Tourism and foreign investment played a central role in starting to rebuild the historic city center, once the public places were made more attractive.

“When I started looking into this about 9 or 10 years ago, I found out the people who were still living in the historic city center were the survivors. In the period of 30 years, the Historical Center had lost 40% of the population. Those who were left, they really had no means to escape.”

The City determined to take care of those who continued to live in the city center, allowing them to keep their houses. The City also acknowledges the importance of employment and economic activity for that same population; otherwise it wouldn’t be sustainable to keep those people in the city center.

“So then we thought,” said Mayor Moreira, “how can we solve this? What we are doing basically is, we stopped selling property, we started buying back, and we decided to also exercise rights of option. In some parts of the city[2]the town hall has the possibility to interfere in any property transaction. We have only eight days to decide, but we can tell the lottery we want the right to exercise option. And so we started slowly to buy up old buildings in the historic center, and then what we do is to make a small refurbishment.”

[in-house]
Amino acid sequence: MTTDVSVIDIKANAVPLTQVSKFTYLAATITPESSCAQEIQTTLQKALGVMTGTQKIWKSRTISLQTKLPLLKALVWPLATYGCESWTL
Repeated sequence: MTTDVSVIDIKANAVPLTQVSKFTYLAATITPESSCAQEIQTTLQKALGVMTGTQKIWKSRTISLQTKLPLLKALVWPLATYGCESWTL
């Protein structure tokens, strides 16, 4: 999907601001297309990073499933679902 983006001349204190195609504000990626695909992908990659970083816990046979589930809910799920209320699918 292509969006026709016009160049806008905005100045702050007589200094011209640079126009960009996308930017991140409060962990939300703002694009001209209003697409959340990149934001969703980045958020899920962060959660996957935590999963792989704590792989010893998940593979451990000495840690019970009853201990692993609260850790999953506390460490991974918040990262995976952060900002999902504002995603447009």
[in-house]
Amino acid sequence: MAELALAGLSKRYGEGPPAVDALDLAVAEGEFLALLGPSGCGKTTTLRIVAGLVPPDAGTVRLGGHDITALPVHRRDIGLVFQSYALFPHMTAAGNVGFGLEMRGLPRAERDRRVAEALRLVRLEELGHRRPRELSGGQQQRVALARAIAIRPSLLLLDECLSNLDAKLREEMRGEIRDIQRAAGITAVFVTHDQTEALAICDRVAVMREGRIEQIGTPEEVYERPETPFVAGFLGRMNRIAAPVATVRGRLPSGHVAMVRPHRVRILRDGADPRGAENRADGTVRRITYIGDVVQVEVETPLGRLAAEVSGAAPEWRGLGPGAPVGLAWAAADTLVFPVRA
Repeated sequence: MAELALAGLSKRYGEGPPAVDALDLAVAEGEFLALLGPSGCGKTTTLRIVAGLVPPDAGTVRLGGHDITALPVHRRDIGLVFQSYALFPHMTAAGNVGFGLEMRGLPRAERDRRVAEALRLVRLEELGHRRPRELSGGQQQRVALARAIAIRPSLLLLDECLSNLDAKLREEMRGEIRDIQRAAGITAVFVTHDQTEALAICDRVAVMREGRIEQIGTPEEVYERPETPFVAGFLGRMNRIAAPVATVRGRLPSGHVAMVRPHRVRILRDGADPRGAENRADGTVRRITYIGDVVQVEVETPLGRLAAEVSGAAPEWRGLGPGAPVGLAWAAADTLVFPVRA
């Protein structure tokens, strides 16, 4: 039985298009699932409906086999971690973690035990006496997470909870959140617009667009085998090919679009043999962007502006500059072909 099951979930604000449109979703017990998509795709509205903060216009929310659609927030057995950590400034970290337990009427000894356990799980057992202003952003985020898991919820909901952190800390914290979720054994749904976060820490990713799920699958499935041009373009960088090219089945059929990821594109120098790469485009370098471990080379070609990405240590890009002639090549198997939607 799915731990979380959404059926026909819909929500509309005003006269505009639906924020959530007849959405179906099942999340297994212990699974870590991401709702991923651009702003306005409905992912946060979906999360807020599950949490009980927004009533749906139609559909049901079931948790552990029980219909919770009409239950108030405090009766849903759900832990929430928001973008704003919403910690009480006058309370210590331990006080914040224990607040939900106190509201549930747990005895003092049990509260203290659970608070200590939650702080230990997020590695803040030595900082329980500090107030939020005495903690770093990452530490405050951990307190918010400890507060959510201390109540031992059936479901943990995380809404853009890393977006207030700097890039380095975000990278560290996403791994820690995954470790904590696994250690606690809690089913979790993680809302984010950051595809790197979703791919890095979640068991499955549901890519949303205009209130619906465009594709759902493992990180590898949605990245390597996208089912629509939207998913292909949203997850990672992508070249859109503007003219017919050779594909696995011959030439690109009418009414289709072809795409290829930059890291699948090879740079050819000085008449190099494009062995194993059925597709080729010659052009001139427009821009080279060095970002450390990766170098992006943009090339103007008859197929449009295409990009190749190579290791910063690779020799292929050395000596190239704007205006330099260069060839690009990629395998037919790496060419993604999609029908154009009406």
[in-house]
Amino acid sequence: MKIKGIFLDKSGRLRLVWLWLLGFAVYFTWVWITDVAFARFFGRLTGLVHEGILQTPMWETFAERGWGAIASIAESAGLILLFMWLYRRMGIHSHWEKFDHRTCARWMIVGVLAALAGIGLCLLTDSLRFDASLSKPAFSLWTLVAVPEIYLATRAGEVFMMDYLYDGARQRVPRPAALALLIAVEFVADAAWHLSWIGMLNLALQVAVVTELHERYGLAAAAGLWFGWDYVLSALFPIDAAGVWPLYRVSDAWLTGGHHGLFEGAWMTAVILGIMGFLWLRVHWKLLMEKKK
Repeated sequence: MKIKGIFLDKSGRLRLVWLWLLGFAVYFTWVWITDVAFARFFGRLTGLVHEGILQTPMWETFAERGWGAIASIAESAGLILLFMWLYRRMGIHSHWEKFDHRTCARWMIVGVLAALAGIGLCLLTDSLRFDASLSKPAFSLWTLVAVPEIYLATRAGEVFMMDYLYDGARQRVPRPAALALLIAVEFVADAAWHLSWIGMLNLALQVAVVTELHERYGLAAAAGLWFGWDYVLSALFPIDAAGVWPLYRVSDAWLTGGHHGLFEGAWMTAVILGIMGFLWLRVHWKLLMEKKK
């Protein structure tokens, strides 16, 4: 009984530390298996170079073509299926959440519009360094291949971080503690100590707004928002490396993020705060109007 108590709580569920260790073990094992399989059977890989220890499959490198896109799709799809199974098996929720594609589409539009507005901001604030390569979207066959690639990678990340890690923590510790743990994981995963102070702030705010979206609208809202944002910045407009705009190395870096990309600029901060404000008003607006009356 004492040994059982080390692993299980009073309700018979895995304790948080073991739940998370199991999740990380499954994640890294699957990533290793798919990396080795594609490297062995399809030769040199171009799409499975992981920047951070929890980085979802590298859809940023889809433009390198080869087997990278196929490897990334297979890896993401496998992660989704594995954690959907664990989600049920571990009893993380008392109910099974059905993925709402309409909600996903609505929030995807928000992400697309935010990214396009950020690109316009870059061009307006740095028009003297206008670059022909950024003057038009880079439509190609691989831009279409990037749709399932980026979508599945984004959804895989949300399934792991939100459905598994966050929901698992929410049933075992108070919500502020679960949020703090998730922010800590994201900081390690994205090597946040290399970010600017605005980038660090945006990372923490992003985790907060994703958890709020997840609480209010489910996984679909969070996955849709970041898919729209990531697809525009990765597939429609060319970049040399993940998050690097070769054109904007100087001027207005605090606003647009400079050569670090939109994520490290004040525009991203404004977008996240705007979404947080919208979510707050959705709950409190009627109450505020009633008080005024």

Image: Plan of Historic town center showing 66 buildings renovated and inhabited (green), 17 buildings currently being renovated (red), and buildings planned for rehabilitation in the near future (blue).

“We have about 13,000 council houses in the city of Porto” explained the Mayor. “For a city like us, that is a lot[3]. It is about 12 percent of the housing stock of the city. So we tried to identify who are the people who were originally from this neighborhood. Who are the people who still have roots here? Whether it’s their parents or their children or they have some sort of activity in the historic center? So we made a special list, and then we started working with them, and asking if they wanted to go back. Now there is a lot of demand, but believe me in the beginning, people did not want to go back because they were almost ashamed to say that their origins were in the historic center because for them it was still the poor area.”

“That’s how we started rebuilding. And then of course we started working and reinvesting in schools in the area and support for elderly people…”